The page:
Photo: 360b / Shutterstock.com
Mobile app markets are increasingly a hotbed for trademark infringement and brand owners should be vigilant in response, according to Visa International's in-house counsel Denise Yee.
Her tip, which came on the first day of the INTA conference in Hong Kong, was part of a wider talk about the credit card company's IP strategy.
“I'm not sure if you're watching your brands on mobile marketplaces, but they're being infringed,” she told the audience in a session called 'The essentials of managing a worldwide trademark portfolio'.
Visa, she explained, owns more than 6,800 trademarks, 4,000 domain names, and deals with about 1,000 enforcement cases.
“I manage it all,” said Yee, adding that enforcing Visa's trademarks on social media is another “interesting and emerging area” of brand protection.
Working with a third-party vendor, Visa's marketing team crawls social media sites for infringement, but Yee does not always take action against offenders. For example, she said, “if there is only one like” on a site, it might be more detrimental to take it down, so “you need to think about traffic and the number of people looking at it before taking action”.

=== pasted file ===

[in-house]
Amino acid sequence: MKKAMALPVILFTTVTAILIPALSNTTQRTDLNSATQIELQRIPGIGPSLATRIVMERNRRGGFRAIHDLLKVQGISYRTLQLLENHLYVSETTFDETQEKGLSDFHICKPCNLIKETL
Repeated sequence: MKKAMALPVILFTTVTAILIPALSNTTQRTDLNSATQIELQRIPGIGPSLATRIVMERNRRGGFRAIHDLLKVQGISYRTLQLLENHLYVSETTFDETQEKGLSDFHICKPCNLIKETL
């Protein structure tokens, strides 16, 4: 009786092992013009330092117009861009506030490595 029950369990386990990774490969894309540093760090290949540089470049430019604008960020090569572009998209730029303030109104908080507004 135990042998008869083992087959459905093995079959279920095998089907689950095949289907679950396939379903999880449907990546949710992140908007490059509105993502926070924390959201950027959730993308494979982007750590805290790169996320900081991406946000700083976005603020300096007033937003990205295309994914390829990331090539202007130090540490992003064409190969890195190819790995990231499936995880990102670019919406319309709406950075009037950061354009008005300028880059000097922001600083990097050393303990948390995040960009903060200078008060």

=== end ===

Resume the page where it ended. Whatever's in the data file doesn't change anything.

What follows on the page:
Led by Yee, the Visa IP team has five people, which means “we have to be very efficient in how we divide the work”, she said.
Deciding which of the company's products and services to trademark involves many considerations, she said, because not all names necessarily need to be registered, particularly descriptive terms such as “Visa commercial card” or “Visa purchasing card”.
“Does your project need a name? Is this product going to be marketed to consumers or businesses? What's the shelf life of the product or service?” are some of the questions Yee asks when thinking about registering a trademark.
When clearing a trademark, Visa will create a list of jurisdictions that might be relevant to its business, Yee said, but while the company always clears a trademark, it will not always register it because of the descriptive nature of some of its products.
Referring to maintaining trademarks, she said “we try to do as much as we can in house”, including renewing them and showing proof of use.
The INTA conference lasts from May 11 to 14.
This story was first reported on in WIPR.
Visa, INTA, trademark infringement.